Memories – lost, found, rediscovered – are the subject of much of San Francisco-based artist Colter Jacobsen’s work. His deft, subtle way with pen or pencil belies the more intriguing themes his work explores. Jacobsen first began his Proustian exploration by copying found postcards and old photographs (to which he had no personal connection) in pencil, often using antique or distressed paper, or even the back of old album sleeves to work on. He then explored this further by making a second copy from this drawn image, then showing both images side-by-side. In this way, the subtle variations between the two allude to the way memories change and alter over time, and also how our memories are inextricably linked with imagery – invariably old photographs. More recently Jacobsen has taken this idea even further and drawn the ‘second’ image from memory entirely, without referencing the original. What the viewer then sees is Jacobsen’s memory of someone else’s memory.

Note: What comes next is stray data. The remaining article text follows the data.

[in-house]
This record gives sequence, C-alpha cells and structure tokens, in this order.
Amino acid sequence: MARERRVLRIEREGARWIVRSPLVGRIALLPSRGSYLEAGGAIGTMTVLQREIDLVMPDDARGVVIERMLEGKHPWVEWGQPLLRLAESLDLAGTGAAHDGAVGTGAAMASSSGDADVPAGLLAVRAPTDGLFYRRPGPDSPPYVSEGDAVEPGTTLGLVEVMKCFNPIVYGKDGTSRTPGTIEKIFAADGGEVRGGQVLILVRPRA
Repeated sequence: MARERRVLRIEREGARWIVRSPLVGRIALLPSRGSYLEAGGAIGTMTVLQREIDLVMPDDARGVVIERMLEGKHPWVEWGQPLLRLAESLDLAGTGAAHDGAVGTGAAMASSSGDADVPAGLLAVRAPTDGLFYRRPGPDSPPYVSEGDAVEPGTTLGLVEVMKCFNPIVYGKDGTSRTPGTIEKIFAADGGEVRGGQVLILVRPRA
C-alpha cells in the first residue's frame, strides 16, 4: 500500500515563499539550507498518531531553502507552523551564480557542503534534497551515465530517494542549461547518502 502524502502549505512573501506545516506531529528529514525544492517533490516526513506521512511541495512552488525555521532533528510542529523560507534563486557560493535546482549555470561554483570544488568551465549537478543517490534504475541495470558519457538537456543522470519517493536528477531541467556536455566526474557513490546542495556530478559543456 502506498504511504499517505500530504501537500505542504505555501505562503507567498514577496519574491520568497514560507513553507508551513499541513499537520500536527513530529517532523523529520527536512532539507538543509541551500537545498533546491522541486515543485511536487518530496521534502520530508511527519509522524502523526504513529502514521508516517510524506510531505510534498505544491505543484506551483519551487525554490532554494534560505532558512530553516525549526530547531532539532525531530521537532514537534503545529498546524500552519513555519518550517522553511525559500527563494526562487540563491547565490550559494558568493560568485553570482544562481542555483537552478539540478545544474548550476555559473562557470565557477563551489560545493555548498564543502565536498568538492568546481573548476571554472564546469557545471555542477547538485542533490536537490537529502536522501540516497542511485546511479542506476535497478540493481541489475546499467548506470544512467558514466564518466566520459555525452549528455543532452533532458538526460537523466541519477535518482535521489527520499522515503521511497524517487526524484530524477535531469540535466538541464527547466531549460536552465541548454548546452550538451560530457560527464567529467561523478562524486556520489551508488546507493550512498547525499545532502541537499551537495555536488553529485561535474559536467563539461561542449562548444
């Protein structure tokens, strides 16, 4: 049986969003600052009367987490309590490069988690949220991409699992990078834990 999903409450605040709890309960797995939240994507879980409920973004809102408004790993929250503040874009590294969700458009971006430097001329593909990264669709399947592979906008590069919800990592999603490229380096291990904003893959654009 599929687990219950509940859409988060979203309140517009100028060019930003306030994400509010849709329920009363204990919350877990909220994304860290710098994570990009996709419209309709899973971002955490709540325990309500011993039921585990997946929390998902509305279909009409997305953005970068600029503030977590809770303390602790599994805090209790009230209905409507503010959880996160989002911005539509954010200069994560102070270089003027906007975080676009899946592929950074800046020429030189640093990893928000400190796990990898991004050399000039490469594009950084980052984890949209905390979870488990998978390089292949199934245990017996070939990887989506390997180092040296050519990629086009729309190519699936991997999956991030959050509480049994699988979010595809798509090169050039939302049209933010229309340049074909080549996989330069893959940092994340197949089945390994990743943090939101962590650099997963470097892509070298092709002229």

There is also an interesting series of painted-over newspaper pages, where he leaves only a few disparate images and words visible, creating an entirely new narrative from randomly connected events. Not a million miles away from Tom Phillips’ ongoing A Humament project, but Jacobsen’s take is far more droll and irreverent.
He has also recently collaborated with poet Bill Berkson on a series of images juxtaposing quotes from Berkson’s work with his own imagery, creating a strange series of pencil pictures which have no real narrative, and yet make a strange kind of sense as a body of work when seen together.